image file: c7tb01854a-f2.tif
Fig. 2 Crystal phase composition of raw seashell and products converted from seashells over areaction time of 4 to 21 days. Key: *CaCO3, ◆CaPO3(OH), ▽Ca5(PO4)3(OH). The XRD patterns clearly confirm that the conversion process is decomposed into two steps: calcite → brushite → HAp.

Scanning electron microscopy images as shown in Fig. 3 illustrate the morphological evolution of the HAp platform over the reaction time of 2 to 21 days' biomineralization. It can be found that both surfaces consist of orientational fibrous texture, but delamination only occurs on the outer surface (Fig. 3a and b). For the 2 to 21 days' samples, both the surfaces are coated with flower-like agglomerates. Interestingly, after the first 2 days, the formed flower-like patterns were not very obvious (Fig. 3c and d). After another 2 days' conversion, these are transformed into 3D agglomerates, comprising micro sheets (Fig. 3e and f). After 6–8 days, the edges became chiselled and diverging (Fig. 3g and j). The sheets on the outer surface starts to become obscure again over 12–15 days' conversion (Fig. 3k and m) and the crystals on the inner surface remain flower-like in spite of the decreased size (Fig. 3l and n). The sheets on the outer surface appear to turn to strong and clearly defined structures again after 18–21 days (Fig. 3o and q), while the edges on the inner surface became unclear first and then changed to sharp (Fig. 3p and r). The morphology evolution processes observed herein can be explained by the nucleation–dissolution–recrystallization-self-assembly mechanism.24 The corresponding fractal dimensions were calculated by the classical box-counting method (see Experimental section) with the assistance of MATLAB. On the 18th day, the fractal dimensions reached a peak of 1.6 ± 0.1 (the outer surface) and 1.8 ± 0.1 (the inner surface) (n > 3).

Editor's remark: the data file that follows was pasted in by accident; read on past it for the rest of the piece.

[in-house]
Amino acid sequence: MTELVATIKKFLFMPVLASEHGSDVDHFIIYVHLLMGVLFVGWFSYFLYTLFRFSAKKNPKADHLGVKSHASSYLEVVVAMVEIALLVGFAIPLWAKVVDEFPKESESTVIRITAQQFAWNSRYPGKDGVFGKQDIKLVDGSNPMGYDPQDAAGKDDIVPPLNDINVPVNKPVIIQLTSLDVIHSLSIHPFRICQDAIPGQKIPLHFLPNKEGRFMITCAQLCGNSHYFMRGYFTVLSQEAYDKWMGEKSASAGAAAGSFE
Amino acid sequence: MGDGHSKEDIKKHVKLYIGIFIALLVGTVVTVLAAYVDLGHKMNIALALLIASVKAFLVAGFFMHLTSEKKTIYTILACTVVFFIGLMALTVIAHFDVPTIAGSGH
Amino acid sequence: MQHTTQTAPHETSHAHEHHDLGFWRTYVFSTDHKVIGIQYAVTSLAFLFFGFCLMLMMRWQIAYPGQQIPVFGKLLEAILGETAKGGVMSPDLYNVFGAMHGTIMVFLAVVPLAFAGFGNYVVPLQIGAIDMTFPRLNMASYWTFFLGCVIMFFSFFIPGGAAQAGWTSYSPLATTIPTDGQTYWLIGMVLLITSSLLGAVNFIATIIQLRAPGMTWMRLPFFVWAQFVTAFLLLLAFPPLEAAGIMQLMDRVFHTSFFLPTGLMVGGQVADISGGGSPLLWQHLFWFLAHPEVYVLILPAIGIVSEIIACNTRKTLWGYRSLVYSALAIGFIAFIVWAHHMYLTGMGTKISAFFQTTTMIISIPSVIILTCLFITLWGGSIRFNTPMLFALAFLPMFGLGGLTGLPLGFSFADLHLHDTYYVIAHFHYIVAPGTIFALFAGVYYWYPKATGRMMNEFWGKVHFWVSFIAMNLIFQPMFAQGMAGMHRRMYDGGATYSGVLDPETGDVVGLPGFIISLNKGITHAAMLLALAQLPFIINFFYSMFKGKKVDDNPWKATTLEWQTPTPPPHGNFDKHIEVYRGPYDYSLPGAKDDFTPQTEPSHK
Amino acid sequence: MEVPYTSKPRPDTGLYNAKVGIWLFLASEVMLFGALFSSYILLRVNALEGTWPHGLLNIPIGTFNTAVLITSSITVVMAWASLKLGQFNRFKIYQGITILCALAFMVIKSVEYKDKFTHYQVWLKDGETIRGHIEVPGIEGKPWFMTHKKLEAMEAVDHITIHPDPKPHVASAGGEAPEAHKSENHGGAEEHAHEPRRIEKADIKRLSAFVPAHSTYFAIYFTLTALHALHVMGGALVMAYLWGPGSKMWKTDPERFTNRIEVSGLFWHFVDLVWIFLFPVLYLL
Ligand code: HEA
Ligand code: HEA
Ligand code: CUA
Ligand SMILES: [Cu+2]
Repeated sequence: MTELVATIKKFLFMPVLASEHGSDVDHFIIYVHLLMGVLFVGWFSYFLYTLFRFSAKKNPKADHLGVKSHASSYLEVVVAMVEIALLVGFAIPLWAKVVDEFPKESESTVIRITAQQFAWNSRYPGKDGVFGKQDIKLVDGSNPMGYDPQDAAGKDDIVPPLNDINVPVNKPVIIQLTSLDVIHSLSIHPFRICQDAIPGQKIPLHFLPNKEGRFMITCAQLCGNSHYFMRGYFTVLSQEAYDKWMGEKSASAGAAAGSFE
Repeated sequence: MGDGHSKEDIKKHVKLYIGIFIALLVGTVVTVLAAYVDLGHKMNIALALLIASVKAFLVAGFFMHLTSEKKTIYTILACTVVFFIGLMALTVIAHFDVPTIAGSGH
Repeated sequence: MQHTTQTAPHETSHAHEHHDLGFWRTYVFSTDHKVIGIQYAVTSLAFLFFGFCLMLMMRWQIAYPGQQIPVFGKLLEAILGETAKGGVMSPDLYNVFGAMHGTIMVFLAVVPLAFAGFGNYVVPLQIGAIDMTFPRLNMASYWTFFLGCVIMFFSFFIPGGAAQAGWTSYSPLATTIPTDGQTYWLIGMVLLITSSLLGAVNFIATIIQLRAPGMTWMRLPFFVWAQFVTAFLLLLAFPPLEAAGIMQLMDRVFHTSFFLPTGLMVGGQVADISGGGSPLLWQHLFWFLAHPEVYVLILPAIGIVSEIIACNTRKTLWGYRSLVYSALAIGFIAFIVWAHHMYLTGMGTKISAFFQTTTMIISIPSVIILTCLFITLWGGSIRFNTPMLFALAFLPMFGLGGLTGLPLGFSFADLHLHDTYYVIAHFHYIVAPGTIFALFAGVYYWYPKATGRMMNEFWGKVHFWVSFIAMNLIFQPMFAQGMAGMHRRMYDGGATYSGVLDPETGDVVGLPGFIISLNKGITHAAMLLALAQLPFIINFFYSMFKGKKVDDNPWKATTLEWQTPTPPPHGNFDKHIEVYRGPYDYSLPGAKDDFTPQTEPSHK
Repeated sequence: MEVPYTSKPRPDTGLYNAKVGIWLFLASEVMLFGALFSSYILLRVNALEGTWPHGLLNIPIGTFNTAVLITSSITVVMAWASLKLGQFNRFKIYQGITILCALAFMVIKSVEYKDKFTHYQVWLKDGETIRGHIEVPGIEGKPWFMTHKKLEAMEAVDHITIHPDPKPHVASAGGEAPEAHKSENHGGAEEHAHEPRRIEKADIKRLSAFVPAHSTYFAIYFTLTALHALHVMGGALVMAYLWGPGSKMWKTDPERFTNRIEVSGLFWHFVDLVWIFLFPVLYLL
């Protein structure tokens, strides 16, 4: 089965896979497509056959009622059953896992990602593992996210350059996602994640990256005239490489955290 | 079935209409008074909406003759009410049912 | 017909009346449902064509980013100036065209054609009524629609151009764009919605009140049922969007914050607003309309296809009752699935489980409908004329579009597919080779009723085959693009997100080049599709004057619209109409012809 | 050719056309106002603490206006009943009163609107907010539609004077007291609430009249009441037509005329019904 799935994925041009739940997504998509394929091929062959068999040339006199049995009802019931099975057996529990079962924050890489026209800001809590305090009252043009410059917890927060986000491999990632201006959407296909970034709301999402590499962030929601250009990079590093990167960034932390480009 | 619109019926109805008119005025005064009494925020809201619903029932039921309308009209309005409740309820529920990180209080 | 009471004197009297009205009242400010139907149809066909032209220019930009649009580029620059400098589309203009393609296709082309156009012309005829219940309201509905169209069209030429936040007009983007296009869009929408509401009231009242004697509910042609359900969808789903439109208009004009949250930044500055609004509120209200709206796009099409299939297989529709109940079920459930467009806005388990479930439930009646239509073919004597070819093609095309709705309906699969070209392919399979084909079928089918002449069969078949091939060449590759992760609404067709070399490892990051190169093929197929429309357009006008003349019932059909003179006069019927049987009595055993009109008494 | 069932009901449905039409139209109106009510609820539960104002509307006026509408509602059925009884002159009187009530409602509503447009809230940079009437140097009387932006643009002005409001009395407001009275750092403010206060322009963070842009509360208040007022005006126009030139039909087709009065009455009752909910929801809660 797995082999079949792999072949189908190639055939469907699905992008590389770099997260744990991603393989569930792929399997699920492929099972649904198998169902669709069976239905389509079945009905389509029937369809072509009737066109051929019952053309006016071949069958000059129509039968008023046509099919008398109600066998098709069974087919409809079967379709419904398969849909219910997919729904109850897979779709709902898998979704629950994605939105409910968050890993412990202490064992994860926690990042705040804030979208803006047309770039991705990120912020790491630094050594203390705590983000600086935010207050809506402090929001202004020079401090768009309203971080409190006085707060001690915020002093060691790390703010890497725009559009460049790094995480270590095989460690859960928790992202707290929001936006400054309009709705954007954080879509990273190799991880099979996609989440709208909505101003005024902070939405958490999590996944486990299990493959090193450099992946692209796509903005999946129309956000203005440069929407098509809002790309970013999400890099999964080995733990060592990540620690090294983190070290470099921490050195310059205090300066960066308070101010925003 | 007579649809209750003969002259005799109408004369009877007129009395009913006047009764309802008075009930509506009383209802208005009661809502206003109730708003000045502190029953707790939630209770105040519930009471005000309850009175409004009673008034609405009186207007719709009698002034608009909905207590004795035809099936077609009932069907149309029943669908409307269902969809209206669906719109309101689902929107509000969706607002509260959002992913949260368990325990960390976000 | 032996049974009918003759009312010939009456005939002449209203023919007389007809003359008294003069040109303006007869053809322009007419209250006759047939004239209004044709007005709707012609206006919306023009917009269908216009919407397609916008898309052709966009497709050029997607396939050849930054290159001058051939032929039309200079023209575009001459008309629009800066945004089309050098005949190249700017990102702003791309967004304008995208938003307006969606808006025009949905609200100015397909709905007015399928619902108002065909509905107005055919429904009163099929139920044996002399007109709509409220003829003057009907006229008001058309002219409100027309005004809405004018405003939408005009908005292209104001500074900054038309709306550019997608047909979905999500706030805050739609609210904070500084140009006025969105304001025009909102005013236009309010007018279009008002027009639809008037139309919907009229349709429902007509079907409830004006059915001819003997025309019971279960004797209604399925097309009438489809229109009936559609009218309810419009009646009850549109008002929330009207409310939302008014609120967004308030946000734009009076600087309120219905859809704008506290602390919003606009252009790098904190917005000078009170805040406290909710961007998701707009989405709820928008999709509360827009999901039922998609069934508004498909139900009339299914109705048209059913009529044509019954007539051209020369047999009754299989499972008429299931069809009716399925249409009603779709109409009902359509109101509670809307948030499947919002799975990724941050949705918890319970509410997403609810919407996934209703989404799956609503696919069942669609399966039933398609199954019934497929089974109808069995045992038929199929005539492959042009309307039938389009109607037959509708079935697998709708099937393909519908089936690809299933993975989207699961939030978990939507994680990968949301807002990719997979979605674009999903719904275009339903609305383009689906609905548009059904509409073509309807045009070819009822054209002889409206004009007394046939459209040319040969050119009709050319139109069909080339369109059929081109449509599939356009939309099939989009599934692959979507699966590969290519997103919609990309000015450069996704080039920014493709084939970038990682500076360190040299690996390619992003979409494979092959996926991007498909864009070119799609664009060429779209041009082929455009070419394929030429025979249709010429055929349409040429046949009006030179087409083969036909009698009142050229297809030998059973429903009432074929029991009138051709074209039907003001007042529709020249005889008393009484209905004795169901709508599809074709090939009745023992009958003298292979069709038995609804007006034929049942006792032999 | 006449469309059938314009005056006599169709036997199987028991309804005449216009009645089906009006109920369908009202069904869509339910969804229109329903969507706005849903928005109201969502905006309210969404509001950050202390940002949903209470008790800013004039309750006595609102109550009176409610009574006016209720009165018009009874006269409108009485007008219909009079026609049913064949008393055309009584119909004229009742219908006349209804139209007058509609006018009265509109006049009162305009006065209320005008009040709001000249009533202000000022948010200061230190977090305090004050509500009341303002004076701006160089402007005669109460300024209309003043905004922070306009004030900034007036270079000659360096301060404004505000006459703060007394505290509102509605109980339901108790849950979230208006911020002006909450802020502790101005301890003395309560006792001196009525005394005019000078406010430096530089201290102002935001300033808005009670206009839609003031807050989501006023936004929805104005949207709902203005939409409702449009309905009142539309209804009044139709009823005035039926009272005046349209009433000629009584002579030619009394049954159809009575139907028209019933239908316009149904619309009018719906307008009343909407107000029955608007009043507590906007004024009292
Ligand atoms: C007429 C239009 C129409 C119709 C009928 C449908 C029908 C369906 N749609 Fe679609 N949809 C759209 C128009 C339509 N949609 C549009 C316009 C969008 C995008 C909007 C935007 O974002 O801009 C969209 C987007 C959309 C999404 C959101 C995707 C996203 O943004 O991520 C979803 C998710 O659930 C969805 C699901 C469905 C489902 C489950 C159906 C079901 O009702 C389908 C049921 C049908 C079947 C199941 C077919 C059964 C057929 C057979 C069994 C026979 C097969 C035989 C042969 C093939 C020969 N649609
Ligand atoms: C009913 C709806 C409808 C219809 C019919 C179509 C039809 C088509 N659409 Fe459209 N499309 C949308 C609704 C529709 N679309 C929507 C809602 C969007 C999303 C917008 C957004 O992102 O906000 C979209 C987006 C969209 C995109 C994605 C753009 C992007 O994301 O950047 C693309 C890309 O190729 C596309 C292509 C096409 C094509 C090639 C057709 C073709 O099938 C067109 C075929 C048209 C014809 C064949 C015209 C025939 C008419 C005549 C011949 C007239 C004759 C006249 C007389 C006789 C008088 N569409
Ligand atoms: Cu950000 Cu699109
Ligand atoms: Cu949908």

image file: c7tb01854a-f3.tif
Fig. 3 Comparison of the outer and inner morphologies and cell capture behaviours of the products after conversion for 2 to 21 days. Note: Fig. S1 (ESI) defines the outer and inner surfaces of a seashell (conch).